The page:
Following the weak winter months in 2015/16, global economic growth gathered momentum in the period under review. While, at the start of the year, the weak phase in the second half of 2015 still exerted a certain influence, February marked the beginning of a price uptrend in raw materials and energy sources delivering the first positive stimulus that varied depending on the region. With the advent of summer, the global economy noticeably picked up the pace. In the US, the inventory cycle, combined with an upturn in exports, resulted in expansion accelerating. Supported by economic measures, China developed better than initially expected, while in Russia the recession slowed. In the UK, the impact of Brexit has so far had less of an impact on demand than predicted. Overall, the International Monetary Fund (IMF) estimated the global economic growth rate at 3.1 % in 2016, virtually unchanged compared with the previous year (2015: +3.2 %).
The eurozone's economic recovery held steady in 2016. After a comparatively strong expansion during the first months of the year, momentum slowed slightly, however, as the year progressed. The main drivers consisted of private and public consumer spending. By contrast, investment activity declined in the second half of the year. Growing political uncertainty caused by the Brexit referendum is also likely to have been a contributing factor. The regional development remained disparate. Whereas Spain and many smaller euro countries achieved strong growth, the economies of Italy and France, reported merely modest expansions. The current IMF survey indicates growth of 1.7 % for the eurozone (2015: 2.0 %).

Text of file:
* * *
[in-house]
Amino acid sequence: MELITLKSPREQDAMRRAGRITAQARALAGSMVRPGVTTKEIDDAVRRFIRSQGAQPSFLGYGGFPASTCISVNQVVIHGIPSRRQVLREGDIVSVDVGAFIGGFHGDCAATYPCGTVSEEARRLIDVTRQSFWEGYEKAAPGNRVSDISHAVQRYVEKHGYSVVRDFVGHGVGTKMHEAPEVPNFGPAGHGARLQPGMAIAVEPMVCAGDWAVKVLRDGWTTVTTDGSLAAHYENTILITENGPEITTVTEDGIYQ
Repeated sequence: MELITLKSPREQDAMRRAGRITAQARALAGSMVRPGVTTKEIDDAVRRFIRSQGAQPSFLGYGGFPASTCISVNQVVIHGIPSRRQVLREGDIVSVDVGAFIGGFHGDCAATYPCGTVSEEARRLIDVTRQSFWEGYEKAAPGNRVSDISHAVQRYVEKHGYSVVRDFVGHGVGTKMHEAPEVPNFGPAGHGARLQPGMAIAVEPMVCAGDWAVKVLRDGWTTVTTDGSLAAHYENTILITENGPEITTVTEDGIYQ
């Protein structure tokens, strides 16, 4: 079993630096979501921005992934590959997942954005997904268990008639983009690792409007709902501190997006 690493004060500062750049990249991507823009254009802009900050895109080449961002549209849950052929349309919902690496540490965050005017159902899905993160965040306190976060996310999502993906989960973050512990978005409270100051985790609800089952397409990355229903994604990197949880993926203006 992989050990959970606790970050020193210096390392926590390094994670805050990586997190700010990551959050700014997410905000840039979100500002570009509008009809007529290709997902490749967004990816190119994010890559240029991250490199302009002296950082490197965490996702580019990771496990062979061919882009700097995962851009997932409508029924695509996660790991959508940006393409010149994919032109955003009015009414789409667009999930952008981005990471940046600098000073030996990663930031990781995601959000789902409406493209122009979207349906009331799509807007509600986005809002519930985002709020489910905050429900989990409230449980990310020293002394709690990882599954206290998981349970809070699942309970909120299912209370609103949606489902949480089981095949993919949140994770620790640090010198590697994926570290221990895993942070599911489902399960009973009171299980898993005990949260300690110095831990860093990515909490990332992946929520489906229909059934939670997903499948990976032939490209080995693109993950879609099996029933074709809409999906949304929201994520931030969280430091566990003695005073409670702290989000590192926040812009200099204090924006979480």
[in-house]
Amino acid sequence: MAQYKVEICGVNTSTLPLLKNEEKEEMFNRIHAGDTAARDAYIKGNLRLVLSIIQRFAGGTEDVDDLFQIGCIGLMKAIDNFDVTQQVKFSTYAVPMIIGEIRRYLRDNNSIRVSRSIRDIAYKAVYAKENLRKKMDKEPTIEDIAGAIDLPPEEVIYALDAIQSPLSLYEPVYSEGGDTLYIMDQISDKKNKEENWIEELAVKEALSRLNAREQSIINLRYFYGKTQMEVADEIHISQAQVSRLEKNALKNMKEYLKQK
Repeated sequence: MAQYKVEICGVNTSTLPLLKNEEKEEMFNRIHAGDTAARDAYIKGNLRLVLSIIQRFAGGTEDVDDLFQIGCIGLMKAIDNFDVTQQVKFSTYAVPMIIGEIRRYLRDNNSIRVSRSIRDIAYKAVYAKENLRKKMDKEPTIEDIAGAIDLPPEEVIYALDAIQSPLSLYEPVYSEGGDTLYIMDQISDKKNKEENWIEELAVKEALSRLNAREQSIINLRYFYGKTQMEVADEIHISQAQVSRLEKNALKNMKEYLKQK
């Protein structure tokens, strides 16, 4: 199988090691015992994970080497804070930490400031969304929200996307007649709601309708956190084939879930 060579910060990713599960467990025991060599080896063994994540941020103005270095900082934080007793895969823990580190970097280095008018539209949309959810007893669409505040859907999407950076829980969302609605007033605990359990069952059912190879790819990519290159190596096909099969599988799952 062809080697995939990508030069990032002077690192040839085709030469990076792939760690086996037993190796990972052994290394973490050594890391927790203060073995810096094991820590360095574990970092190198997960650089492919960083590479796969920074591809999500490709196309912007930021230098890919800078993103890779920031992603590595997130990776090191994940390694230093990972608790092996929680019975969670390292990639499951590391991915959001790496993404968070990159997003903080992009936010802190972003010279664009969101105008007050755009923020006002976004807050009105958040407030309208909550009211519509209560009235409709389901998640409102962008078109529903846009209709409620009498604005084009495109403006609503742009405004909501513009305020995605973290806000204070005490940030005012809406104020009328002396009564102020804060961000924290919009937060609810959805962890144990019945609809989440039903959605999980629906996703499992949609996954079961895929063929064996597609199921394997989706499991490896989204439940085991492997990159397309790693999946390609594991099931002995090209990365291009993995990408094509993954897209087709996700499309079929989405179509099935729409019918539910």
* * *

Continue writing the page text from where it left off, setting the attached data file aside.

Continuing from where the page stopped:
Germany’s economy also reported a moderate upswing in 2016. Not least thanks to the low price increases, accompanied by stable wage developments, domestic consumption remained the mainstay of growth. Another increase in the number of gainfully employed is also likely to have been a contributing factor. Alongside consumption, capital expenditure, particularly in construction, proved to be the second mainstay of this development. Foreign trade, by contrast, curbed economic development slightly due to markedly higher imports despite the increase in exports. The IMF puts the growth of the German economy at 1.7 % in 2016 (2015: 1.5 %). According to the German Federal Statistical Office, the growth rate in 2016 was somewhat higher at 1.9 %.
1) Information was obtained mainly on the basis of the following sources: International Monetary Fund (January 2017): World Economic Outlook Update, German Steel Federation (Wirtschaftsvereinigung Stahl): Steel Forecast 2017; ifo economic forecast 2016–2018; German Federal Statistical Office, February 2017